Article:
Pound up against dollar and euro
The pound yesterday made its biggest rise against the euro since the introduction of the single currency a decade ago.
It follows speculation the European Central Bank (ECB) may cut interest rates from 2.5% to limit the fallout from the recession.
ECB vice president Lucas Papademos has said that further rate cuts may be needed should inflation keep slowing.
The pound also gained against the dollar on speculation the Government may guarantee asset-backed securities to encourage banks to lend, said Hans-Guenter Redeker at BNP Paribas SA in London.
“Europe is going to provide a lot of negative news going forward,” said Redeker, global head of foreign-exchange strategy at BNP Paribas. There “has been talk of this government discussion concerning providing a guarantee for asset-backed securities” and this was positive for sterling, he said.
The pound rose as much as 3.4% to 92.51 pence per euro, strengthening to less than 93 pence for the first time since December 22. The pound traded at 92.80 pence last night from 95.69 on Friday.
It also gained 0.5% to $1.4615, rebounding from a drop of as much as 0.8%. The euro-area economy is likely to “remain weak” this year and may even contract in the first half, Papademos said yesterday in a speech in San Francisco. While inflation could “drop considerably” around the middle of the year, the risk of deflation is “nil,” he said.
Bank of England Governor Mervyn King may follow the Federal Reserve and pursue other ways of pumping money into the British economy, such as expanding the £200bn programme that allows banks to swap illiquid securities for government debt, economists said.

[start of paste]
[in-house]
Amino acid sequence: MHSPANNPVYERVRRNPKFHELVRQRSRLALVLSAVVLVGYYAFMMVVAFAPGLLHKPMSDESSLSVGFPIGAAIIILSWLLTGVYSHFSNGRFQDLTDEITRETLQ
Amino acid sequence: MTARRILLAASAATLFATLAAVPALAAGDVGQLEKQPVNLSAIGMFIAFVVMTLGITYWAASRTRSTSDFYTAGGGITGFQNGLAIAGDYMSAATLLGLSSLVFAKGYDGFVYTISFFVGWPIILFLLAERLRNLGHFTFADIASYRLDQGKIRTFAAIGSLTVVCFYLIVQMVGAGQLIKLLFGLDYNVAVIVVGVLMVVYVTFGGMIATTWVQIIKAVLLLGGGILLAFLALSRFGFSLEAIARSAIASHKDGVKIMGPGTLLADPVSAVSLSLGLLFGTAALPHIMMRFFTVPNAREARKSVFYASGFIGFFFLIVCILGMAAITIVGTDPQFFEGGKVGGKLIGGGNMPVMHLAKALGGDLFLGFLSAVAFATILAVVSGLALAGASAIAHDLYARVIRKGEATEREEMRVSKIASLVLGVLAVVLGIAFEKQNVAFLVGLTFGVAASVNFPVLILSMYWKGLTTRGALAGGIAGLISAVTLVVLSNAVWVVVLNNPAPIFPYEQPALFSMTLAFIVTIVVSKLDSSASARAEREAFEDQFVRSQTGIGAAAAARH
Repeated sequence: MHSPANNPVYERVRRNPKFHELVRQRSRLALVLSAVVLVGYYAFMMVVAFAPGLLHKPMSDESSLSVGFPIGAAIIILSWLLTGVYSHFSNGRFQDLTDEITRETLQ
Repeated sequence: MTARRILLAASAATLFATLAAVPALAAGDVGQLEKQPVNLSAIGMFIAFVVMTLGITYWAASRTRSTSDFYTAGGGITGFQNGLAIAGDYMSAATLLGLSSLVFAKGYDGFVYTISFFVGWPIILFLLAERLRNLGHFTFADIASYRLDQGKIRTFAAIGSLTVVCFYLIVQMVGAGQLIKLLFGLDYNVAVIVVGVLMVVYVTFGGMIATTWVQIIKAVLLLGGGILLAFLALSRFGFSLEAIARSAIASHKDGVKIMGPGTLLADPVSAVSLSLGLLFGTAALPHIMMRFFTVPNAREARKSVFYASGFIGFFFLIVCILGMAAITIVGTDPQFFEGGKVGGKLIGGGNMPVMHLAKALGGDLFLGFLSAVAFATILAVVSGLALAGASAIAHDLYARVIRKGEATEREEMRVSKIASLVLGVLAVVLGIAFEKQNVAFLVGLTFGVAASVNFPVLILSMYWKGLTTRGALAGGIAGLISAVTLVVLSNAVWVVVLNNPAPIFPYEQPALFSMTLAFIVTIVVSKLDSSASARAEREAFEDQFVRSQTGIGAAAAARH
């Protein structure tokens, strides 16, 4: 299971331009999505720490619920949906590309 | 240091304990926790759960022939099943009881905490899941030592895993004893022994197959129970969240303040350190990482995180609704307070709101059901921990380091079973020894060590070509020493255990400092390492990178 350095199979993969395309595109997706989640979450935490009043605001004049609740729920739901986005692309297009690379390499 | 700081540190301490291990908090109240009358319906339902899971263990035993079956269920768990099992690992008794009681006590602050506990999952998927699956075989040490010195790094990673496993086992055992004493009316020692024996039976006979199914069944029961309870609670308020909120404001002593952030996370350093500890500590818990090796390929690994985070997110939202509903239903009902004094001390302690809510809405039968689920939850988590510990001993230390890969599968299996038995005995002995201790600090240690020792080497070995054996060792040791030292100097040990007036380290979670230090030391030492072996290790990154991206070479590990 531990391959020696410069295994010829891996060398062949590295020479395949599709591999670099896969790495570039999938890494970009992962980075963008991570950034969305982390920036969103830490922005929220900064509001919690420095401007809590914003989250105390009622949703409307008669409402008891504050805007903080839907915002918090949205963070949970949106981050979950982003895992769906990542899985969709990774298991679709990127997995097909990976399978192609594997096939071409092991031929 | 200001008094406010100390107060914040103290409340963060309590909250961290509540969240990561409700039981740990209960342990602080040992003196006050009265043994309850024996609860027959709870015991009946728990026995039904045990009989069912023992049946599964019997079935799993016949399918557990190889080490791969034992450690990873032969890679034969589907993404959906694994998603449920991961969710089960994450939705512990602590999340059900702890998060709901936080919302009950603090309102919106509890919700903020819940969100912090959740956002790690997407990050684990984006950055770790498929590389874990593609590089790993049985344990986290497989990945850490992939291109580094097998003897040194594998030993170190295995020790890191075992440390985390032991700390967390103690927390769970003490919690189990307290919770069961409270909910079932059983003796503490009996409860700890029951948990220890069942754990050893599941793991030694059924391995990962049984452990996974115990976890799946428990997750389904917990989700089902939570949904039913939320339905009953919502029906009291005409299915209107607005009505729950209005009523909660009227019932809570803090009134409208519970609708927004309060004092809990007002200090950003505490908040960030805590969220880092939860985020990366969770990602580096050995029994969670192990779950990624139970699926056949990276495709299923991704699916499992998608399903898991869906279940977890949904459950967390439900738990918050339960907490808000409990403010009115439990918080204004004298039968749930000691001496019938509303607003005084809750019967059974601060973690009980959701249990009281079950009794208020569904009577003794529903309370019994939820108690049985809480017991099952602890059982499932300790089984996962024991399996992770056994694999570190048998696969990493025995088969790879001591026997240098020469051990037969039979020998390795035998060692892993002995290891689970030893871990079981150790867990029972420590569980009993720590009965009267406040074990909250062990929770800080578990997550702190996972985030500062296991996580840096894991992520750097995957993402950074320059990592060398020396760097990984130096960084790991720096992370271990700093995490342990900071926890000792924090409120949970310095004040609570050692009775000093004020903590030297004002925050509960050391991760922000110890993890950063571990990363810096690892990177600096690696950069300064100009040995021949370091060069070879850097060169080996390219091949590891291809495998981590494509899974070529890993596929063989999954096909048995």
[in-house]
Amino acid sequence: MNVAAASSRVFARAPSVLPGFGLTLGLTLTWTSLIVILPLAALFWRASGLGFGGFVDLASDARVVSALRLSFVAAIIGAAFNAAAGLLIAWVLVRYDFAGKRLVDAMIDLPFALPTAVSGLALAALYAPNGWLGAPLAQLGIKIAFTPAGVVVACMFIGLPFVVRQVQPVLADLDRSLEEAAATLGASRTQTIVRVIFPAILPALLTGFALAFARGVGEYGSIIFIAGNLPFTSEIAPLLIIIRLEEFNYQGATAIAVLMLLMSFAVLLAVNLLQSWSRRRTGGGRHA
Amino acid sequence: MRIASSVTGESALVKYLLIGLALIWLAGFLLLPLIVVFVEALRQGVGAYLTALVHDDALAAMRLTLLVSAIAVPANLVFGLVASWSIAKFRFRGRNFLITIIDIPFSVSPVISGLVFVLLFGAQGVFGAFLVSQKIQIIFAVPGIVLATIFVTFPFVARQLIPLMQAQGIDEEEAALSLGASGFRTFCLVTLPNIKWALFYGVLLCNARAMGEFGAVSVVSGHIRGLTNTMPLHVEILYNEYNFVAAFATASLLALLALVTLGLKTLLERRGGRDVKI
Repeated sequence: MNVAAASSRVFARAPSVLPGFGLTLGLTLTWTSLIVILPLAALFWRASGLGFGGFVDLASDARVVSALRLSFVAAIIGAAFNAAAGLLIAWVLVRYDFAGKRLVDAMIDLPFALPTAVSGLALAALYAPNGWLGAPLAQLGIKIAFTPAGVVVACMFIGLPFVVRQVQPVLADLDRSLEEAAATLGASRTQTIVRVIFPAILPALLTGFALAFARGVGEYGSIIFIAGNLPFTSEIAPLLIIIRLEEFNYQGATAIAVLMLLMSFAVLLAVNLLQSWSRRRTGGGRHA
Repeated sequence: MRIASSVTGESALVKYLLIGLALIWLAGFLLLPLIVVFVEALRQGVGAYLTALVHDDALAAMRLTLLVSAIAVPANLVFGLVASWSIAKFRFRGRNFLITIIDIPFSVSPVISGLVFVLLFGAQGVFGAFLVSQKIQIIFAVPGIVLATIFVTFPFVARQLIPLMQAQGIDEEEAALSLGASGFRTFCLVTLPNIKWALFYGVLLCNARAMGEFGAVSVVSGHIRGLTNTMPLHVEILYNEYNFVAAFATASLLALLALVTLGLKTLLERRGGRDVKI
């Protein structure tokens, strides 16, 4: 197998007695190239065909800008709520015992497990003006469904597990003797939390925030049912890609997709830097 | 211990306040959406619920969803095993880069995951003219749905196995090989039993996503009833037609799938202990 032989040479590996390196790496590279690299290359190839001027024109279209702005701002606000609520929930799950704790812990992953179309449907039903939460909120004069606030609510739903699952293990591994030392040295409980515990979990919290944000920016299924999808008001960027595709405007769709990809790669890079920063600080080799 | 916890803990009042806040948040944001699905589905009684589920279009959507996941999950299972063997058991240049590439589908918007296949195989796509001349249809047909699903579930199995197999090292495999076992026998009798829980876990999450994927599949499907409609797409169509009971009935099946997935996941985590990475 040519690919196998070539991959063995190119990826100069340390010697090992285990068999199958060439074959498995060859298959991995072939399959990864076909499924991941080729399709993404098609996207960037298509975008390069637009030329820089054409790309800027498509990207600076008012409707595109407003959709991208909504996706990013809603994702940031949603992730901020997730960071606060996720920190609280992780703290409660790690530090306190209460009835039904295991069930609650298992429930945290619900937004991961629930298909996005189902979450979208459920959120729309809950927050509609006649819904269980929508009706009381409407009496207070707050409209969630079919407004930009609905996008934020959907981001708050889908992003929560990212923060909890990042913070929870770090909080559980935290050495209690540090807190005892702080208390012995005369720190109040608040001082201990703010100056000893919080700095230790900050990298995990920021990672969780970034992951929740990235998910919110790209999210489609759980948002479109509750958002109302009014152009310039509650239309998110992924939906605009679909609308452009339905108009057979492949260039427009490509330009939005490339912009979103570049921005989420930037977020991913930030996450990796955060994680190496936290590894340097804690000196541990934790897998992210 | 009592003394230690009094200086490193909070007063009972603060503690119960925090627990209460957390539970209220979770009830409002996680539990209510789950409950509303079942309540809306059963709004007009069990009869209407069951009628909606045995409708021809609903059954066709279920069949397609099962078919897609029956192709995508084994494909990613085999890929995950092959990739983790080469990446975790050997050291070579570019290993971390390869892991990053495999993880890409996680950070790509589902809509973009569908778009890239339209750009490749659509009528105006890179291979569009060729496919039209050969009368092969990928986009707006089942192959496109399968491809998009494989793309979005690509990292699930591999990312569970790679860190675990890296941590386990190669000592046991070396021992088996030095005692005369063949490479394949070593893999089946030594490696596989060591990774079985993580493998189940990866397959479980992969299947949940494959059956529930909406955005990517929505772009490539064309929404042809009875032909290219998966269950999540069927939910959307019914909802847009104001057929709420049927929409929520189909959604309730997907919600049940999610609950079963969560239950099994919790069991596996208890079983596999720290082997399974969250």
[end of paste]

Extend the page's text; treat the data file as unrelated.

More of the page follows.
The pound slid 23% against the currency last year, its biggest decline since the euro came into existence in 1999, as the Bank of England cut rates faster than the ECB and the British economy prepared to enter its first recession in 17 years. Policy makers will probably cut the benchmark interest rate to 1.5 % from 2% on Thursday, the lowest level in the bank’s three-century history, according to economists. It is also anticipated that the ECB will cut rates to 1.50% by the end of the second quarter, from 2.5% when it meets on January 15.
“Euro-sterling could see a significant decline,” said Redeker, who predicts the pound strengthening to 90 pence per euro by the end of March and to 84 pence by year-end. The euro is poised to decline by 10% versus a basket of currencies including the pound, the Norwegian krone and the Swedish krona, Goldman Sachs Group Inc. said. “Forced euro buying is likely to abate as tension in credit markets becomes less severe,” currency strategists led by Jens Nordvig, New York-based senior global market economist at Goldman Sachs, wrote in a note yesterday.
“Investor flows in part driven by attractive valuations are likely to pick up as risk taking picks up from very depressed levels” in the fourth quarter of 2008, according to the report.